Russell Parsons: Don’t make the mistake of assuming customers behave like you

Marketers are earlier adopters of most new technology than the consumers they serve, so it’s dangerous to make media plans on the basis that your personal habits are universal.


You are not the same as your target market. In attitudes and behaviour, values and political beliefs, it’s unlikely you mirror those who buy your products and services.

The shock felt by the vast majority of those in the marketing and creative industries when the British public voted to leave the European Union underlined this.

Elsewhere, research unveiled last week by Ipsos Connect and Thinkbox shows that those who are responsible for choosing where advertising budgets are spent are more advanced in their social media use, on-demand viewing and always-on connectivity than Joe or Josephine Public.

READ MORE: Advertisers missing a trick by underestimating TV viewing

With regard to technology adoption, brands also appear to be ahead of their audience. A report last week by Verint and IDC found 79% of people would prefer real-life human interaction over a digital or machine-based one. Artificial intelligence, augmented reality and other sexy new toys may capture the imagination of the forward-thinking marketer but do they add value for the majority of consumers?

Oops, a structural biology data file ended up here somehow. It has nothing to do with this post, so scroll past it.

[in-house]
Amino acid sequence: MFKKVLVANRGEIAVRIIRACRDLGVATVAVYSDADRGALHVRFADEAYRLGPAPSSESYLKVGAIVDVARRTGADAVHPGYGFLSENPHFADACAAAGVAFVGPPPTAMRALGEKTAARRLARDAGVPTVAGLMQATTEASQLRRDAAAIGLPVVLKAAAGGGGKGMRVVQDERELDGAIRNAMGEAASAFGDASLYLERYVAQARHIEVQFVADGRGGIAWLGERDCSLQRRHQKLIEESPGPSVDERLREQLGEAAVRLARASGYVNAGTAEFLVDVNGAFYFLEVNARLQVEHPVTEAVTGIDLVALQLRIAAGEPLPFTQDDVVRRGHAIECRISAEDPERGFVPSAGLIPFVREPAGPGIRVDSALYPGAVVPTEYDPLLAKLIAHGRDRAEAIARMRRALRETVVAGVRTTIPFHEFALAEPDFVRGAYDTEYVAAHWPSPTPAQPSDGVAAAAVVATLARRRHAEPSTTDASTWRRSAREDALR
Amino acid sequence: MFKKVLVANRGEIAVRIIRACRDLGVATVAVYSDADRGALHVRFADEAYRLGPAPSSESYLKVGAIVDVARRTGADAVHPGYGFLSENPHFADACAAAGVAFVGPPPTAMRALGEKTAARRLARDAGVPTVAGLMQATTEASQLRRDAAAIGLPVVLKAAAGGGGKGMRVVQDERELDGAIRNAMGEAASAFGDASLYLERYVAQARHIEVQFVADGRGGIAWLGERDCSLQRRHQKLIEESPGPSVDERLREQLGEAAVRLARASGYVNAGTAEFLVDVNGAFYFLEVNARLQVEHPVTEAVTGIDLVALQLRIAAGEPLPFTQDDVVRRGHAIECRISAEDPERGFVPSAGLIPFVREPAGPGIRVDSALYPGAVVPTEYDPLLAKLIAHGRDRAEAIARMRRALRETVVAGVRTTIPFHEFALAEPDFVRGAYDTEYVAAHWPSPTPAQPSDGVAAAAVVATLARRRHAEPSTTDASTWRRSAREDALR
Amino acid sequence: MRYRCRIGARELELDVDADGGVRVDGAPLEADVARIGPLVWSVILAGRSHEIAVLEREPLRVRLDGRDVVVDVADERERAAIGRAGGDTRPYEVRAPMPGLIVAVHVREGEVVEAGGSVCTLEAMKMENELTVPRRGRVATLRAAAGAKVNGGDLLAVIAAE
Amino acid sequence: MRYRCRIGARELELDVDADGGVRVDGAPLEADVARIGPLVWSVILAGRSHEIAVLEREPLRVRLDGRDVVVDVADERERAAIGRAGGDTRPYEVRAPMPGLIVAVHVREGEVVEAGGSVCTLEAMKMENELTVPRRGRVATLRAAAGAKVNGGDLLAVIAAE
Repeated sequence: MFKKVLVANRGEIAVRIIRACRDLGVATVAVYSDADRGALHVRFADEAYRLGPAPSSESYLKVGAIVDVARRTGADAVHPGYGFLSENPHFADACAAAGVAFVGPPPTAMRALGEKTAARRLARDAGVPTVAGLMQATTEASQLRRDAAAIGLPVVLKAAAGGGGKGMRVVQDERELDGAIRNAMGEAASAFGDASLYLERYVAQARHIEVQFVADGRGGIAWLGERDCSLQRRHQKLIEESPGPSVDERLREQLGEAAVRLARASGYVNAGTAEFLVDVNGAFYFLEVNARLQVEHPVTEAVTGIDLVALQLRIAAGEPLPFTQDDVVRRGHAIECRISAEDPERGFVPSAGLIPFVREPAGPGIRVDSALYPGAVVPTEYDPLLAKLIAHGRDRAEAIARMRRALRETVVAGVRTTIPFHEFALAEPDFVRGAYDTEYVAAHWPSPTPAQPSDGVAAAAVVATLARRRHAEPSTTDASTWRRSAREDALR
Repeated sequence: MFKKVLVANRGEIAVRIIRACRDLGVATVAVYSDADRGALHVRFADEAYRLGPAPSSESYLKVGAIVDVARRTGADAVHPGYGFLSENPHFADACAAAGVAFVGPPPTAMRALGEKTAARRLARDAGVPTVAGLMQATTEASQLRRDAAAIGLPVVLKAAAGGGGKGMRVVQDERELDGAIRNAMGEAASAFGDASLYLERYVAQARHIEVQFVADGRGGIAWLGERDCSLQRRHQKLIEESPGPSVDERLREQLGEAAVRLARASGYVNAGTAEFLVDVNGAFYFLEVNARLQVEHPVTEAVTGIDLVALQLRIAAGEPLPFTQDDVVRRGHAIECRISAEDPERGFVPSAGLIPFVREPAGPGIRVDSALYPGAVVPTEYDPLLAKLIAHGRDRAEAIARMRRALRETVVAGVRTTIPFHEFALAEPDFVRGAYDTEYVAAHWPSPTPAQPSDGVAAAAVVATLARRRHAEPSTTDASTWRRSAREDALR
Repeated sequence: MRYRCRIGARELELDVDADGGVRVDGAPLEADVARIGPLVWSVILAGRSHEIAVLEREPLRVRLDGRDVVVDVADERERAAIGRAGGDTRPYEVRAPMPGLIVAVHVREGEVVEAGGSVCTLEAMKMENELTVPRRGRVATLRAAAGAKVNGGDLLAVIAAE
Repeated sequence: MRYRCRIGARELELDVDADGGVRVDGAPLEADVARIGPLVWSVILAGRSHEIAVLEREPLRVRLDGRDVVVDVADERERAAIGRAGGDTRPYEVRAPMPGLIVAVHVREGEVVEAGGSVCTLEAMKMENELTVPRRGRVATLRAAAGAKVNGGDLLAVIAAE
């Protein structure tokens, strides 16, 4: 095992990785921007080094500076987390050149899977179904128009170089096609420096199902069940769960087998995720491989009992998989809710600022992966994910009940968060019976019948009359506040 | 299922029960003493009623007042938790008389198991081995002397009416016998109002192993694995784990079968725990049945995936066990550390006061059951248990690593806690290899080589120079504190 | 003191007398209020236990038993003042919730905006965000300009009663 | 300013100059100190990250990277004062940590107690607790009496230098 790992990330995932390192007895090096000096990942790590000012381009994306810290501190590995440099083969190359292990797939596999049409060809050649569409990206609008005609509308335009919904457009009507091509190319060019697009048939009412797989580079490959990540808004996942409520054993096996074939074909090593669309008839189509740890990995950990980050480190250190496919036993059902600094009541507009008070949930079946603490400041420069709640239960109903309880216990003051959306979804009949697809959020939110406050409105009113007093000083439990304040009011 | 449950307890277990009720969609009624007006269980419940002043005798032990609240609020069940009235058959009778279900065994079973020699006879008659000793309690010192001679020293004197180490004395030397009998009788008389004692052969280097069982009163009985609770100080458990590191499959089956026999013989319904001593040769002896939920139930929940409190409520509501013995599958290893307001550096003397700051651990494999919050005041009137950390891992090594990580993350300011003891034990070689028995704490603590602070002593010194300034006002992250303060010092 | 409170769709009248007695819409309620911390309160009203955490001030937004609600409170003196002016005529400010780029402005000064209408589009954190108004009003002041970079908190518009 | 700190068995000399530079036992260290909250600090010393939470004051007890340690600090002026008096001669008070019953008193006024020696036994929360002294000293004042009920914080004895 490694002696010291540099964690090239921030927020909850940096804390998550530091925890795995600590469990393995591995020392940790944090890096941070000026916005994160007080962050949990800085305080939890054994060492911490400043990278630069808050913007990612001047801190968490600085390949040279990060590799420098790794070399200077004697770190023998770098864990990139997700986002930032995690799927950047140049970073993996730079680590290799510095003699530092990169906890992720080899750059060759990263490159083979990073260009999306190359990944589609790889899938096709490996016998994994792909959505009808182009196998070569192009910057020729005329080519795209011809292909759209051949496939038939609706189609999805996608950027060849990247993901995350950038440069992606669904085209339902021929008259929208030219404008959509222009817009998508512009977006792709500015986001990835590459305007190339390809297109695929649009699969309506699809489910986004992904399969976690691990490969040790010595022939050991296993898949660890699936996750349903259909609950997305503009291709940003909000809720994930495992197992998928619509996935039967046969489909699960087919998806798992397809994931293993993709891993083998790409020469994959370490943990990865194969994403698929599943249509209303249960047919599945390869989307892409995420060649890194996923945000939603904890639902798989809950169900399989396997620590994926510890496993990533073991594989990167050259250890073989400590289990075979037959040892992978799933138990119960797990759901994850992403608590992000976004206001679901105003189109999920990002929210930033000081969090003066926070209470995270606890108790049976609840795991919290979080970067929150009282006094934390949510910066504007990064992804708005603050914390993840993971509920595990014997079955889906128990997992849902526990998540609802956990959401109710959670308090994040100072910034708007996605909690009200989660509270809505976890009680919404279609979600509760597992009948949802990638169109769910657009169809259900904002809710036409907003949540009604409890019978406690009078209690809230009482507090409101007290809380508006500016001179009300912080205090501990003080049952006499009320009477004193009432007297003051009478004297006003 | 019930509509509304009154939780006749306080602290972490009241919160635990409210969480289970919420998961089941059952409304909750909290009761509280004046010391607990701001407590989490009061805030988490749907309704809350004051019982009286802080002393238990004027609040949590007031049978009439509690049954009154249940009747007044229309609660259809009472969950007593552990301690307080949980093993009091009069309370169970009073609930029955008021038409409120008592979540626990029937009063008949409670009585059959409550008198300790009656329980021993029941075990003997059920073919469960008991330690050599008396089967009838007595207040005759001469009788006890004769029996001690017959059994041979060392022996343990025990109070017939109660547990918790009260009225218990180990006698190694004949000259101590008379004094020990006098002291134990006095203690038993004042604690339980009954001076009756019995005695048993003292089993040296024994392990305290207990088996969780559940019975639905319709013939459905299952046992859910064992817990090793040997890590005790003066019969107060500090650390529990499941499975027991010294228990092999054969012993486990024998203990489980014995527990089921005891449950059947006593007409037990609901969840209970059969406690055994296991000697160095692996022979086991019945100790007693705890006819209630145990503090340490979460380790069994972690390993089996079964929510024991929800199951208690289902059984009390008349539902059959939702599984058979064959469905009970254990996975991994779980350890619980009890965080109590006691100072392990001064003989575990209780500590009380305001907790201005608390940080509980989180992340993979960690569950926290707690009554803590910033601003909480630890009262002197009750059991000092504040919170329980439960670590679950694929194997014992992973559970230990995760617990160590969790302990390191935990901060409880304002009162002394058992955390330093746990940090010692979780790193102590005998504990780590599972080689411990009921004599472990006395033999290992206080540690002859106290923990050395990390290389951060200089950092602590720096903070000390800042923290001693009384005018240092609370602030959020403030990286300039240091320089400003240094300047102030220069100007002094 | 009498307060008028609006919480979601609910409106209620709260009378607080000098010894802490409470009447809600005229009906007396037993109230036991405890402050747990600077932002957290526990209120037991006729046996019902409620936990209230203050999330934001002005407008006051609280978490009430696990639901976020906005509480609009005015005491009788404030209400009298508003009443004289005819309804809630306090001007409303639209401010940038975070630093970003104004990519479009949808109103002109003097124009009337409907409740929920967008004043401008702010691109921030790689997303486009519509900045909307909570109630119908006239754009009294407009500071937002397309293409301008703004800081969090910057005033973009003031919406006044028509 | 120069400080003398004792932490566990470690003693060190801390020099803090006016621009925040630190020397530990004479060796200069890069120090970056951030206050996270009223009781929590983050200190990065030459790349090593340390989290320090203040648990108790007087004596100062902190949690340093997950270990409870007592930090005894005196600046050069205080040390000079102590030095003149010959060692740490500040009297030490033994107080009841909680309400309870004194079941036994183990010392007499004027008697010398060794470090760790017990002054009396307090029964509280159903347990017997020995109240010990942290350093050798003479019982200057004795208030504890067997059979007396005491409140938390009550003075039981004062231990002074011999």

Don’t get me wrong, being ahead of the adoption curve is an admirable thing. Not sharing the same world view or media consumption habits as your customers is not a problem as long as you do not forget this golden rule when setting marketing strategy: don’t assume your customers are as you are, or are fired up by what you are. You know nothing about your customer until you bother to find out.

That doesn’t mean marketers shouldn’t be looking at new ways to reach customers, meet their needs, anticipate changes and use the tools available to them. However, chasing the future at the expense of the present is not the answer. Make media, technology and service choices on the basis of actual behaviour and not how you think people behave.

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